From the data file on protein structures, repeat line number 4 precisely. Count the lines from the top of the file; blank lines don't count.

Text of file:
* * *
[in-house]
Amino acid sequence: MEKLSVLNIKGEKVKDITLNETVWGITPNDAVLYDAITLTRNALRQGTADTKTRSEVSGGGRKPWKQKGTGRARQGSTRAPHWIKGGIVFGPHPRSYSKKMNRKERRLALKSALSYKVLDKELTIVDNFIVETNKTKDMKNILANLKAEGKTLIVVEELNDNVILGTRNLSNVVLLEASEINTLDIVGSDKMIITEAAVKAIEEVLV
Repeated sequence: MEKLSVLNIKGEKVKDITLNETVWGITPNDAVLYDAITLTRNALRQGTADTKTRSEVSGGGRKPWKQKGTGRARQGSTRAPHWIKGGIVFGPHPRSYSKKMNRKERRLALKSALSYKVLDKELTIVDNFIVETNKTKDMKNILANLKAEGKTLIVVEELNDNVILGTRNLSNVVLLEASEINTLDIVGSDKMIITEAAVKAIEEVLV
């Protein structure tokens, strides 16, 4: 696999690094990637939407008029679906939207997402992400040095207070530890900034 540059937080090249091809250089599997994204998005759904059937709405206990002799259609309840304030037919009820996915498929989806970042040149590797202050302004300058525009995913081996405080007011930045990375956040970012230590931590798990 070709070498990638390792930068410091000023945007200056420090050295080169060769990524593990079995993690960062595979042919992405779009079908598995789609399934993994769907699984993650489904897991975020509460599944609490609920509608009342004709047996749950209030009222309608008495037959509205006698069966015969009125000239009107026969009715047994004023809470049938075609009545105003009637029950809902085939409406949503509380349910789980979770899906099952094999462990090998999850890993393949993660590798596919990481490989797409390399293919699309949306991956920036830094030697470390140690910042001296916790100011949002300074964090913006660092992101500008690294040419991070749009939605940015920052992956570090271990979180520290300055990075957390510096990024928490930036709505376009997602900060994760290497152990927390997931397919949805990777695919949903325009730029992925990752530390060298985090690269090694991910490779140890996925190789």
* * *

């Protein structure tokens, strides 16, 4: 696999690094990637939407008029679906939207997402992400040095207070530890900034 540059937080090249091809250089599997994204998005759904059937709405206990002799259609309840304030037919009820996915498929989806970042040149590797202050302004300058525009995913081996405080007011930045990375956040970012230590931590798990 070709070498990638390792930068410091000023945007200056420090050295080169060769990524593990079995993690960062595979042919992405779009079908598995789609399934993994769907699984993650489904897991975020509460599944609490609920509608009342004709047996749950209030009222309608008495037959509205006698069966015969009125000239009107026969009715047994004023809470049938075609009545105003009637029950809902085939409406949503509380349910789980979770899906099952094999462990090998999850890993393949993660590798596919990481490989797409390399293919699309949306991956920036830094030697470390140690910042001296916790100011949002300074964090913006660092992101500008690294040419991070749009939605940015920052992956570090271990979180520290300055990075957390510096990024928490930036709505376009997602900060994760290497152990927390997931397919949805990777695919949903325009730029992925990752530390060298985090690269090694991910490779140890996925190789």